Erdogan’s NATO decision: Finland celebrates, Sweden hopes

ANKARA, Turkey (Caasimada Online) – President Tayyip Erdogan announced on Friday that Turkey’s parliament would commence the ratification of Finland’s accession to NATO.  

This move lifts the most significant obstacle to enlarging the Western defense alliance, particularly as conflict persists in Ukraine. 

However, Erdogan delayed approving Sweden’s bid.  

While speaking in Ankara with Finnish President Sauli Niinisto, Erdogan revealed that Helsinki had secured Turkey’s support by taking concrete measures to address Ankara’s concerns regarding counter-terrorism and defense exports. 

Background: NATO expansion

Last year, the three countries signed an agreement in Madrid outlining the steps required to address Turkey’s concerns over accession. 

However, Ankara has maintained that Sweden has not yet met these requirements.  

Erdogan had a conversation with NATO Secretary-General Jens Stoltenberg, during which he stated Turkey’s determination to continue discussions with Sweden, with progress contingent upon the concrete steps taken by the Scandinavian nation.  

All 30 NATO member parliaments must ratify their accession for a newcomer to join. Finland’s membership would signify the first enlargement of the trans-Atlantic pact since North Macedonia’s induction in 2020.

“We have decided to initiate the ratification of Finland’s accession process to NATO in our parliament,” Erdogan informed reporters following his meeting with Niinisto.  

He hoped the parliament would endorse Finland’s bid before the May 14 elections.

Niinisto welcomed this decision, describing it as “very important” for Finland, which shares an extensive and remote border with Russia.  

He also emphasized the significance of Sweden joining the Alliance. 

Sweden’s bid and the road ahead 

Swedish Foreign Minister Tobias Billstrom expressed hope that Sweden would gain acceptance into NATO before the Alliance’s meeting in Vilnius, slated for July.  

“Our partners support us, both in making sure that we can become members of NATO as soon as possible and in ensuring our security until such time as we become a full member,” he said, adding, “It is a question of when Sweden becomes a member, not if.”

In reaction to Russia’s invasion of Ukraine, Sweden and Finland applied to join NATO last year. However, they encountered unexpected objections from Turkey, which became a member in 1952.  

Ankara claims that Stockholm shelters members of what Turkey considers terrorist organizations, particularly the Kurdish militant group PKK, an accusation Sweden denies.  

Turkey demands the extradition of several individuals it considers terrorists, but some of these applications have been rejected.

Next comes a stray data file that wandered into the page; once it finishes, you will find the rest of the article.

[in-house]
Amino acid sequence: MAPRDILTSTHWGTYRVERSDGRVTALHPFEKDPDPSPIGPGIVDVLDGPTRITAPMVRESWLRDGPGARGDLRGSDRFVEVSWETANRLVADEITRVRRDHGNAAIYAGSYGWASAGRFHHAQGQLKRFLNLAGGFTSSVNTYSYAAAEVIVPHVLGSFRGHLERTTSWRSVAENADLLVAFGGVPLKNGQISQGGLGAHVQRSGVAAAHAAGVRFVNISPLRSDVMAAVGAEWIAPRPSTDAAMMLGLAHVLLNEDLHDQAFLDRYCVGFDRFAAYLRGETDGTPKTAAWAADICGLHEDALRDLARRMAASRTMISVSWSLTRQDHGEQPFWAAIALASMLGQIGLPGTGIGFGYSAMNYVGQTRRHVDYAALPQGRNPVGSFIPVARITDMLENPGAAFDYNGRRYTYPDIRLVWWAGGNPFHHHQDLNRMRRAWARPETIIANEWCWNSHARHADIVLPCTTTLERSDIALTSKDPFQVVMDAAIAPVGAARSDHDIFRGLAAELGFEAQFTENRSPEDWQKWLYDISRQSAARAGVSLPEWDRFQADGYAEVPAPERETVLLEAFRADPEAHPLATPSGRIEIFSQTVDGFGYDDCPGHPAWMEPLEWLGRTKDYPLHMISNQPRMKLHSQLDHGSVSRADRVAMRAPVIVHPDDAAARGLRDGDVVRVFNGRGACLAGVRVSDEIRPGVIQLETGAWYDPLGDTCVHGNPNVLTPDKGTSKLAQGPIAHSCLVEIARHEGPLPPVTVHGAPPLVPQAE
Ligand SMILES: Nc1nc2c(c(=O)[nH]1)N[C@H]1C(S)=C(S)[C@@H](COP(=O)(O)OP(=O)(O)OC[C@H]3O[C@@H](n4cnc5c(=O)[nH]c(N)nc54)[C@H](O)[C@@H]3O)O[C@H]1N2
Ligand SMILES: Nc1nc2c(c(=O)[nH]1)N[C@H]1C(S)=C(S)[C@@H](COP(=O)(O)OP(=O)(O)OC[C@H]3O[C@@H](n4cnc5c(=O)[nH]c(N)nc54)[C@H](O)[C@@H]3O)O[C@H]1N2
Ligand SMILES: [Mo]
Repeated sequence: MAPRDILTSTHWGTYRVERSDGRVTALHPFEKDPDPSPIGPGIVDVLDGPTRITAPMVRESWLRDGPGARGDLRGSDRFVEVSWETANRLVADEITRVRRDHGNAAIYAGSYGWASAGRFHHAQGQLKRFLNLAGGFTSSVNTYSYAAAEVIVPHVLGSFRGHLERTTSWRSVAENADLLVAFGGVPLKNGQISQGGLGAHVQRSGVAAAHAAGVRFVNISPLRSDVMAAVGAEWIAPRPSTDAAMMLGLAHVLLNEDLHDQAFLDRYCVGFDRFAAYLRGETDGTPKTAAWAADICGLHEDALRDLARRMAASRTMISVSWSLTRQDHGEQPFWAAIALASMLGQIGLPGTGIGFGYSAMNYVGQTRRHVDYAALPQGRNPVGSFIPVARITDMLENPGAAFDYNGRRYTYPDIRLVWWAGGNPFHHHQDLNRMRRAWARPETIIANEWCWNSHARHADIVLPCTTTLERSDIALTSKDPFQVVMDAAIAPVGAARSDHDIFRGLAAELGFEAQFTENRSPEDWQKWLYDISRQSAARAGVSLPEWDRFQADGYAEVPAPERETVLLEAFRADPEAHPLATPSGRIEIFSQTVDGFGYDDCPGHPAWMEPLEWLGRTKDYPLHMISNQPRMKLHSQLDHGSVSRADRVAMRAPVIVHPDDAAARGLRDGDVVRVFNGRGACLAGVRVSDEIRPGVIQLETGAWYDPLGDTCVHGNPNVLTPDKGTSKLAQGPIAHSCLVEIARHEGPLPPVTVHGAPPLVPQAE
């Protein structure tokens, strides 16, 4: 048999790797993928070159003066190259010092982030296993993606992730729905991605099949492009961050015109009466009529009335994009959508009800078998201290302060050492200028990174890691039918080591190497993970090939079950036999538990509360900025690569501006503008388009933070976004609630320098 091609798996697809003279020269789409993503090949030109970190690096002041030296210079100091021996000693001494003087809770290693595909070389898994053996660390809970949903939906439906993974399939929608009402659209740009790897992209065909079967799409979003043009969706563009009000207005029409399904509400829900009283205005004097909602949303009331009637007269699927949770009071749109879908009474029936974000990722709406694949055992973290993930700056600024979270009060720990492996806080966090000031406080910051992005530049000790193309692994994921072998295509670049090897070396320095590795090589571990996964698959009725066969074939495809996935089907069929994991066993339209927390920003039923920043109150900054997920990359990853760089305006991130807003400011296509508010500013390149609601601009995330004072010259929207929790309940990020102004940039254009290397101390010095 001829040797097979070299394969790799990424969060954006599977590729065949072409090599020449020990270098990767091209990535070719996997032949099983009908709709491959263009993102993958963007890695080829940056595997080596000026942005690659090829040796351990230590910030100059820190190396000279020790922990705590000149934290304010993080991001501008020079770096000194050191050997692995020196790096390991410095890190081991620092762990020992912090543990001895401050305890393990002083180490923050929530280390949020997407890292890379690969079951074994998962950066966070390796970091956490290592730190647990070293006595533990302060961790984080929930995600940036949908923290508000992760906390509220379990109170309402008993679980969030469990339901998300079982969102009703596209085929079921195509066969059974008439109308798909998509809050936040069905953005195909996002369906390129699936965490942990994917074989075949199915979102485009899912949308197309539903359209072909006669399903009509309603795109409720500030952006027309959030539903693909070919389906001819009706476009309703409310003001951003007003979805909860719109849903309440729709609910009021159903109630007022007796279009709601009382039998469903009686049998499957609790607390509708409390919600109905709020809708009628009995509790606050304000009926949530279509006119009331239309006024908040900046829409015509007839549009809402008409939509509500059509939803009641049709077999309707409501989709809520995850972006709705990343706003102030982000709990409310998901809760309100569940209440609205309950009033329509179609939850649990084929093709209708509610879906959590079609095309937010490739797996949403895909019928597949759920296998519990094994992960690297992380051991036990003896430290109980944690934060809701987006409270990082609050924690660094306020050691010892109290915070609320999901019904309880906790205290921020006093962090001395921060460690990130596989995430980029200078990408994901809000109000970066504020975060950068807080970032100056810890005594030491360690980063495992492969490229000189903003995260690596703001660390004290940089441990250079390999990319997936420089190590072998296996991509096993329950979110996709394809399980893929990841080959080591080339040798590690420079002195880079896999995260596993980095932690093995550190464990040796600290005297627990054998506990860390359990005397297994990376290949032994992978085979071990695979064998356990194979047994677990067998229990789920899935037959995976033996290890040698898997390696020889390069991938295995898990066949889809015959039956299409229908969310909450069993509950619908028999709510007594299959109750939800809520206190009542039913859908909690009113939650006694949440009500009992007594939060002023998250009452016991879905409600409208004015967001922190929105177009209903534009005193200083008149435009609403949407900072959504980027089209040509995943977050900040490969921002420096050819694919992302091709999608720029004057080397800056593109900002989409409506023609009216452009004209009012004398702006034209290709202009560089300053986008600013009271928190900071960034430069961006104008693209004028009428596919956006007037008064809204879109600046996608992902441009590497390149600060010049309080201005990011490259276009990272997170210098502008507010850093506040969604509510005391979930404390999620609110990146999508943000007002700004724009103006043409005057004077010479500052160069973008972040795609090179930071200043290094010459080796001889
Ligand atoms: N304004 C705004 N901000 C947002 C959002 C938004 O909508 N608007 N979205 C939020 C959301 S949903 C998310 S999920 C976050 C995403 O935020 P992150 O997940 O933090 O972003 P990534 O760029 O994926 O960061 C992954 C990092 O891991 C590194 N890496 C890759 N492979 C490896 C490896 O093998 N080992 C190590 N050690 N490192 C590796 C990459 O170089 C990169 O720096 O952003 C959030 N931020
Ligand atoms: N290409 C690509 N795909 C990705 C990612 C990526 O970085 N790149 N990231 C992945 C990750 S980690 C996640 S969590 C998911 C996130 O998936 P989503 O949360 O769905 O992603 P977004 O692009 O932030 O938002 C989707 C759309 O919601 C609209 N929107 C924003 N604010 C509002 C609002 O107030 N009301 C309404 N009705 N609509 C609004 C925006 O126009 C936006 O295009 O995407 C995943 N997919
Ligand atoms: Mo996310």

Billstrom explained that the courts make decisions and that outcomes may be positive and negative from Turkey’s perspective.

Apart from Hungary, which has delayed formal steps to approve the two Nordic bids despite supporting them, Turkey is the only NATO member yet to greenlight Finland and Sweden’s membership.  

Ankara suspended talks in January after a far-right politician in Stockholm burned a copy of the Muslim holy book, the Quran.  

However, lower-level discussions resumed in Brussels last week. In January, amid strained relations with Sweden, Erdogan indicated that Turkey might endorse Helsinki before Stockholm.  

Washington and other NATO members hoped that both Nordic countries would join the Alliance during the NATO summit scheduled for July 11 in Vilnius. 

Implications for Turkey’s domestic politics 

Erdogan’s endorsement of Finnish membership comes nearly a year after his surprising threat to veto the bids and two months before Turkey’s most consequential election to date.  

Turkey’s parliament is expected to ratify Finland’s membership before it adjourns in mid-April, ahead of the May 14 parliamentary and presidential elections. 

Western diplomats and investors may welcome the anticipated approval of one of the two Nordic bidders. Blaise Antin, head of EM sovereign research at asset manager TCW in Los Angeles, said, “Investors would like to see a Turkish pivot back towards closer relations with its traditional Western allies.”  

He further elaborated, “Headlines about vetoing NATO enlargement or helping Russia evade sanctions are unnerving to Turkey’s traditional economic and investment partners in the United States and Europe.” 

US urges approval of Sweden’s bid

The United States expressed approval of Turkish President Tayyip Erdogan’s announcement regarding the initiation of Finland’s NATO accession ratification.  

The US also encouraged Turkey to expedite the ratification of Sweden’s entry into the military alliance.  

White House national security adviser Jake Sullivan stated, “Sweden and Finland are both strong, capable partners that share NATO’s values and will strengthen the Alliance and contribute to European security. The United States believes that both countries should become members of NATO as soon as possible.” 

As tensions in Ukraine continue to escalate, the approval of Finland’s NATO accession and the potential inclusion of Sweden in the Alliance highlights the growing importance of the trans-Atlantic defense pact. 

The coming months will be crucial for both Nordic countries as they strive to secure their positions within NATO and bolster European security.  

The United States, Turkey, and other NATO members will play pivotal roles in shaping the Alliance’s future and addressing the region’s ongoing challenges.